[email protected] wrote:
Most of the Logo teaching & use I saw way back then was to do nothing more than play with turtle graphics, although there were a few using the language for general purpose computing.
It's really too bad that this language constantly gets relegated to a graphics toy. Logo is, in my opinion, probably one of the best first-language that someone can learn. Serious topics like recursion, higher-order functions, functional programming and anonymous functions are much easier to learn in Logo than many other languages. It's basis on Lisp (which becomes evident once you move past turtle graphics) makes it a powerful platform to learn complex computer science ideas. I really wish I had learned Logo before Basic when I was a kid. Recursion about killed me when I was first introduced to it in a college C class. And, many languages (Perl comes to mind) use a mutated form of higher-order functions that makes it harder to understand what's really happening (or what should be happening).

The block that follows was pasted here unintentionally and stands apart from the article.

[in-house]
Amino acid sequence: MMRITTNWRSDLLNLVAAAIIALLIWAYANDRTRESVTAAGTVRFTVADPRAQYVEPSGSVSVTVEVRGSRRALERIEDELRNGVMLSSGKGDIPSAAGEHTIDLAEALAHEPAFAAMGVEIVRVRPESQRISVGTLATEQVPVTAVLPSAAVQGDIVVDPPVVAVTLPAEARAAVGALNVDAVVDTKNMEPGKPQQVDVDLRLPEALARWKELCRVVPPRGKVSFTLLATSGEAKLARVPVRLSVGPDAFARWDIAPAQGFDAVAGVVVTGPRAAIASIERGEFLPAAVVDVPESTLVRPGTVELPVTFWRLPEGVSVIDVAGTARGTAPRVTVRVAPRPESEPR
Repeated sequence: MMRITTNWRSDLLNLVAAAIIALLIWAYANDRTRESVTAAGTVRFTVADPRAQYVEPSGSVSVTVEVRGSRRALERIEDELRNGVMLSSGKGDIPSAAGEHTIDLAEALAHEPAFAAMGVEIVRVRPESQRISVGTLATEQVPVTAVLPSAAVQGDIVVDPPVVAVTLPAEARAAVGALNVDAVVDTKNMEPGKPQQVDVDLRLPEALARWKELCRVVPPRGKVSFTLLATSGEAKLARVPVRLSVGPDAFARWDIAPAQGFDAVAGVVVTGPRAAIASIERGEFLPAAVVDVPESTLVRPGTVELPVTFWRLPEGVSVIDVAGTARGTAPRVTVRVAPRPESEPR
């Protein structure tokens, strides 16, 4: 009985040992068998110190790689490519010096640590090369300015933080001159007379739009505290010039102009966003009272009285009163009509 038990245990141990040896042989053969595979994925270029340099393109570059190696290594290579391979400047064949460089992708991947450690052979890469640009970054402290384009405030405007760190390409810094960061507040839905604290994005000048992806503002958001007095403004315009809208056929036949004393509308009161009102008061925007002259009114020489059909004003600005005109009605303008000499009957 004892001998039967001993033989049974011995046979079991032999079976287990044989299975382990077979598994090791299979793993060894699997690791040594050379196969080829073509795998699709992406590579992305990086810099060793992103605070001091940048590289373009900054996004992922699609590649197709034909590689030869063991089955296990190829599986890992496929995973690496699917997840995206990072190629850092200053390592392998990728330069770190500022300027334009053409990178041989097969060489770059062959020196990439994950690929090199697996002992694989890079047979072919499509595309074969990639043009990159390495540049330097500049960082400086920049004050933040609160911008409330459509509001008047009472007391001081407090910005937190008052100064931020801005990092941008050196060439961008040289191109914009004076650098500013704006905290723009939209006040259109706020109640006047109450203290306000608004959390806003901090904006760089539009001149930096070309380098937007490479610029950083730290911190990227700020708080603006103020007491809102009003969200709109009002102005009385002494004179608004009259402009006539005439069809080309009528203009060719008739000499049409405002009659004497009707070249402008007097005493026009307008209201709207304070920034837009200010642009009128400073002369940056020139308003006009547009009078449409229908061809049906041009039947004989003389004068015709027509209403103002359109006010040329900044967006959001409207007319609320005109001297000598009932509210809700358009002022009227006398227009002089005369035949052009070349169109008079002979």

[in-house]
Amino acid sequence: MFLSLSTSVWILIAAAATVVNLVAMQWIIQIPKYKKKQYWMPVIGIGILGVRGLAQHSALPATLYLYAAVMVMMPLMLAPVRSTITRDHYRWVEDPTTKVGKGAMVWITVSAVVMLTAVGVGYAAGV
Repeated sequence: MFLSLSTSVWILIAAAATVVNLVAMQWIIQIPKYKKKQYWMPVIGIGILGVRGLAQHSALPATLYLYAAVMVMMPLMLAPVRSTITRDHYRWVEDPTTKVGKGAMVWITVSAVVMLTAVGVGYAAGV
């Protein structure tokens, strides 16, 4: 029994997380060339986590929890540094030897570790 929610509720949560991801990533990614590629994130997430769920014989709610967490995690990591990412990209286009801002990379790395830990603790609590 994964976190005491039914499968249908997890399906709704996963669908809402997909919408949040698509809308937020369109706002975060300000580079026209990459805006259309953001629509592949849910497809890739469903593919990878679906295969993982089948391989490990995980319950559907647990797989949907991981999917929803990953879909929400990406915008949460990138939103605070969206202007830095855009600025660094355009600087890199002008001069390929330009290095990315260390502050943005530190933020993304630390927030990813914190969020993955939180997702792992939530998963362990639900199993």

All in all, I wish this language would make a comeback, but it probably isn't going to happen. Brian Harvey's book "Symbolic Computing" is so thoroughly enjoyable to read that I've compared his explanation of higher-order functions to poetry (it's free on the net, by they way, here: http://www.cs.berkeley.edu/~bh/v1-toc2.html
My only gripe about Logo (along with Scheme and Lisp, or any functional language) deals with functional programming and its difficulty coping with complex data structures. Functional purity is interesting, but seemingly impossible in the real world from my perspective.
Anyway, I'll get off my soapbox. Sorry for the minor rant =).